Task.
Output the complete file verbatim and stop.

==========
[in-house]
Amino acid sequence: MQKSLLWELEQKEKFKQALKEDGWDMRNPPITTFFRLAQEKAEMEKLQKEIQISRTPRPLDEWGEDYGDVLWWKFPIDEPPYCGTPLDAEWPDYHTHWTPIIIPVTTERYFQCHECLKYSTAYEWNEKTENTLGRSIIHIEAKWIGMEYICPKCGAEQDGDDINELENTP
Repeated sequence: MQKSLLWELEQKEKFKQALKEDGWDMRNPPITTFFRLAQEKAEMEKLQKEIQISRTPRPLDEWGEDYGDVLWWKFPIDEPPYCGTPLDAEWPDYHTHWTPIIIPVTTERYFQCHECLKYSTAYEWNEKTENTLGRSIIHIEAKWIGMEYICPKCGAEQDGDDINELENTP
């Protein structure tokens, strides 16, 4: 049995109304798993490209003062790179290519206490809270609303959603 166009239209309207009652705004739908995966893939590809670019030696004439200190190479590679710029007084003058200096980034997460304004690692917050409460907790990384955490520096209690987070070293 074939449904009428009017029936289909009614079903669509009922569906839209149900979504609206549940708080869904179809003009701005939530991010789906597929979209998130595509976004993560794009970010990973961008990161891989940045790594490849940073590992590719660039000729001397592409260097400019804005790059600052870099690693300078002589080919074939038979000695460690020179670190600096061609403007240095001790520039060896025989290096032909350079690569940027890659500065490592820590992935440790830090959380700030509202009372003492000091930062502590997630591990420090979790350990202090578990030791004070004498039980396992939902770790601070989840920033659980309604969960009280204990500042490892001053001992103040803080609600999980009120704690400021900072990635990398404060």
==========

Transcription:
[in-house]
Amino acid sequence: MQKSLLWELEQKEKFKQALKEDGWDMRNPPITTFFRLAQEKAEMEKLQKEIQISRTPRPLDEWGEDYGDVLWWKFPIDEPPYCGTPLDAEWPDYHTHWTPIIIPVTTERYFQCHECLKYSTAYEWNEKTENTLGRSIIHIEAKWIGMEYICPKCGAEQDGDDINELENTP
Repeated sequence: MQKSLLWELEQKEKFKQALKEDGWDMRNPPITTFFRLAQEKAEMEKLQKEIQISRTPRPLDEWGEDYGDVLWWKFPIDEPPYCGTPLDAEWPDYHTHWTPIIIPVTTERYFQCHECLKYSTAYEWNEKTENTLGRSIIHIEAKWIGMEYICPKCGAEQDGDDINELENTP
């Protein structure tokens, strides 16, 4: 049995109304798993490209003062790179290519206490809270609303959603 166009239209309207009652705004739908995966893939590809670019030696004439200190190479590679710029007084003058200096980034997460304004690692917050409460907790990384955490520096209690987070070293 074939449904009428009017029936289909009614079903669509009922569906839209149900979504609206549940708080869904179809003009701005939530991010789906597929979209998130595509976004993560794009970010990973961008990161891989940045790594490849940073590992590719660039000729001397592409260097400019804005790059600052870099690693300078002589080919074939038979000695460690020179670190600096061609403007240095001790520039060896025989290096032909350079690569940027890659500065490592820590992935440790830090959380700030509202009372003492000091930062502590997630591990420090979790350990202090578990030791004070004498039980396992939902770790601070989840920033659980309604969960009280204990500042490892001053001992103040803080609600999980009120704690400021900072990635990398404060």